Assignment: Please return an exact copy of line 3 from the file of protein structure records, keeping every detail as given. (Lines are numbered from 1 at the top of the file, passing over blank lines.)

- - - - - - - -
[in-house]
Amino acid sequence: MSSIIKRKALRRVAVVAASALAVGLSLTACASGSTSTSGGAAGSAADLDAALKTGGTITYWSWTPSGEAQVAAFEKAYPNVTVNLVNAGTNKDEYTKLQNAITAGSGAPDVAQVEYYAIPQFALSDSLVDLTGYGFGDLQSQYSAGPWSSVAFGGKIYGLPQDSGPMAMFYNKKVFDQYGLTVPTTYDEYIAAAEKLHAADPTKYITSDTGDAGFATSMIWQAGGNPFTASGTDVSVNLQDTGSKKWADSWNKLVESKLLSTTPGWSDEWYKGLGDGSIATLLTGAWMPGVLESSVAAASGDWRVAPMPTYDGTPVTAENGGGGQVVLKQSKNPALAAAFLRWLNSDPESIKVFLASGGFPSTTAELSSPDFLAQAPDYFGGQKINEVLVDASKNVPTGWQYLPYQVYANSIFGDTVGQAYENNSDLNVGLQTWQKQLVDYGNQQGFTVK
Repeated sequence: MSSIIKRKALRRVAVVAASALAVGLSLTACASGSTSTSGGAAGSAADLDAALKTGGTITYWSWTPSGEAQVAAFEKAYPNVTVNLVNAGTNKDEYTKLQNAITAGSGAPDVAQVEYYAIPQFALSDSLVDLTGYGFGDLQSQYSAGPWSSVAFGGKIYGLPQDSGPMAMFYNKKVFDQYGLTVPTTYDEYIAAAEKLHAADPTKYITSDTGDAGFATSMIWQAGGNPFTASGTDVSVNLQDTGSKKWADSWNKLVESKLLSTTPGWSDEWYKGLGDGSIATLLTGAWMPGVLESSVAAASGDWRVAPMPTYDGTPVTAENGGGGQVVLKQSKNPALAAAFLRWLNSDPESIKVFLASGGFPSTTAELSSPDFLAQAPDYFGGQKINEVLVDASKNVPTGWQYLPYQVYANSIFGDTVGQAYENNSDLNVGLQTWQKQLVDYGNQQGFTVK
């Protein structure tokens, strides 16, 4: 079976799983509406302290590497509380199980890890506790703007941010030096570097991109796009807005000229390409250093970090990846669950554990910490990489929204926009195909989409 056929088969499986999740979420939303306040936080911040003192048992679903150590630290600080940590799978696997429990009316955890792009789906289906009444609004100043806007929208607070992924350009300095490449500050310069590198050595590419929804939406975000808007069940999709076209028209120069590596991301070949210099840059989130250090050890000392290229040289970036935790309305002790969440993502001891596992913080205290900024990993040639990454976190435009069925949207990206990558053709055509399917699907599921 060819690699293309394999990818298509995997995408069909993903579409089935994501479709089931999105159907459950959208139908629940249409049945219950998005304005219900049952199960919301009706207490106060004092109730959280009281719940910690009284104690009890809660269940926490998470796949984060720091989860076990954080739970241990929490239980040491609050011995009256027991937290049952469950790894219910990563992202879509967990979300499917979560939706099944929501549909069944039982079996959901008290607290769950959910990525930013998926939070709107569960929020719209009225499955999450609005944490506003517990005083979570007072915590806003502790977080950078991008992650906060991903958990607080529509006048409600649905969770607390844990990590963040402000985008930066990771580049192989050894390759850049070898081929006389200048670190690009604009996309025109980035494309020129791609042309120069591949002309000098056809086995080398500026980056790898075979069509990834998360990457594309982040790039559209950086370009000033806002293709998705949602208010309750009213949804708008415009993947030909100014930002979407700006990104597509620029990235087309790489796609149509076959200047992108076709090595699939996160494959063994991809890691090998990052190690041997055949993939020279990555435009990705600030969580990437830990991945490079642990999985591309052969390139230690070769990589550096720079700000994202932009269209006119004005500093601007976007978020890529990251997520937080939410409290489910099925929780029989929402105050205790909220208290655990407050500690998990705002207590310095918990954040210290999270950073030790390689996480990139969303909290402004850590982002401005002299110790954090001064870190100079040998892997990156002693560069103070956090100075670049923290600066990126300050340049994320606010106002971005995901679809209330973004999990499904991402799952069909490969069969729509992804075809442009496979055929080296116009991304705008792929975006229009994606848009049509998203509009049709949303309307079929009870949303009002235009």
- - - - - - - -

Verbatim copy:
Repeated sequence: MSSIIKRKALRRVAVVAASALAVGLSLTACASGSTSTSGGAAGSAADLDAALKTGGTITYWSWTPSGEAQVAAFEKAYPNVTVNLVNAGTNKDEYTKLQNAITAGSGAPDVAQVEYYAIPQFALSDSLVDLTGYGFGDLQSQYSAGPWSSVAFGGKIYGLPQDSGPMAMFYNKKVFDQYGLTVPTTYDEYIAAAEKLHAADPTKYITSDTGDAGFATSMIWQAGGNPFTASGTDVSVNLQDTGSKKWADSWNKLVESKLLSTTPGWSDEWYKGLGDGSIATLLTGAWMPGVLESSVAAASGDWRVAPMPTYDGTPVTAENGGGGQVVLKQSKNPALAAAFLRWLNSDPESIKVFLASGGFPSTTAELSSPDFLAQAPDYFGGQKINEVLVDASKNVPTGWQYLPYQVYANSIFGDTVGQAYENNSDLNVGLQTWQKQLVDYGNQQGFTVK